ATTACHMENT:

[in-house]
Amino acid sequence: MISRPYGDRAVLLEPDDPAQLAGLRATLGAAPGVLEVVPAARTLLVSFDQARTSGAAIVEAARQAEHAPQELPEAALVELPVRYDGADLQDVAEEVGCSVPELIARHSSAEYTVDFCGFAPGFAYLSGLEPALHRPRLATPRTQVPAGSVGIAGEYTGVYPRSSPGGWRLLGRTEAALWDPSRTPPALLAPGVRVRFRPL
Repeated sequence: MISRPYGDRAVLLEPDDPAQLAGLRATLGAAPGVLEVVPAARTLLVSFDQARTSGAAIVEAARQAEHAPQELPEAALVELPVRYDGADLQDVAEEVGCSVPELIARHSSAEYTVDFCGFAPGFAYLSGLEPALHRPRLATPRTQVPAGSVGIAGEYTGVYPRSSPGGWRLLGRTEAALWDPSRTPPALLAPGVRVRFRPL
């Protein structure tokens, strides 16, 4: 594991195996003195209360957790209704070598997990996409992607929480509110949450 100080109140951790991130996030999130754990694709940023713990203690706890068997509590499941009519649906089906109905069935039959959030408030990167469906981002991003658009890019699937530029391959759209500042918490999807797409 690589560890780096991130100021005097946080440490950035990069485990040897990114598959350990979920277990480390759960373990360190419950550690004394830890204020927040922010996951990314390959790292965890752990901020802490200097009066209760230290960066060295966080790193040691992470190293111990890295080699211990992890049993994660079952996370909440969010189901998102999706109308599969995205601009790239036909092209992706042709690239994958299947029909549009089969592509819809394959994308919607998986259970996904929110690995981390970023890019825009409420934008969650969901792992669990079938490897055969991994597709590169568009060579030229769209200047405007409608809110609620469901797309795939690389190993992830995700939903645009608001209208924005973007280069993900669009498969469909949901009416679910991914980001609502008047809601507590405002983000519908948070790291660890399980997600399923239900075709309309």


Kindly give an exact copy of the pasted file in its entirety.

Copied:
[in-house]
Amino acid sequence: MISRPYGDRAVLLEPDDPAQLAGLRATLGAAPGVLEVVPAARTLLVSFDQARTSGAAIVEAARQAEHAPQELPEAALVELPVRYDGADLQDVAEEVGCSVPELIARHSSAEYTVDFCGFAPGFAYLSGLEPALHRPRLATPRTQVPAGSVGIAGEYTGVYPRSSPGGWRLLGRTEAALWDPSRTPPALLAPGVRVRFRPL
Repeated sequence: MISRPYGDRAVLLEPDDPAQLAGLRATLGAAPGVLEVVPAARTLLVSFDQARTSGAAIVEAARQAEHAPQELPEAALVELPVRYDGADLQDVAEEVGCSVPELIARHSSAEYTVDFCGFAPGFAYLSGLEPALHRPRLATPRTQVPAGSVGIAGEYTGVYPRSSPGGWRLLGRTEAALWDPSRTPPALLAPGVRVRFRPL
């Protein structure tokens, strides 16, 4: 594991195996003195209360957790209704070598997990996409992607929480509110949450 100080109140951790991130996030999130754990694709940023713990203690706890068997509590499941009519649906089906109905069935039959959030408030990167469906981002991003658009890019699937530029391959759209500042918490999807797409 690589560890780096991130100021005097946080440490950035990069485990040897990114598959350990979920277990480390759960373990360190419950550690004394830890204020927040922010996951990314390959790292965890752990901020802490200097009066209760230290960066060295966080790193040691992470190293111990890295080699211990992890049993994660079952996370909440969010189901998102999706109308599969995205601009790239036909092209992706042709690239994958299947029909549009089969592509819809394959994308919607998986259970996904929110690995981390970023890019825009409420934008969650969901792992669990079938490897055969991994597709590169568009060579030229769209200047405007409608809110609620469901797309795939690389190993992830995700939903645009608001209208924005973007280069993900669009498969469909949901009416679910991914980001609502008047809601507590405002983000519908948070790291660890399980997600399923239900075709309309």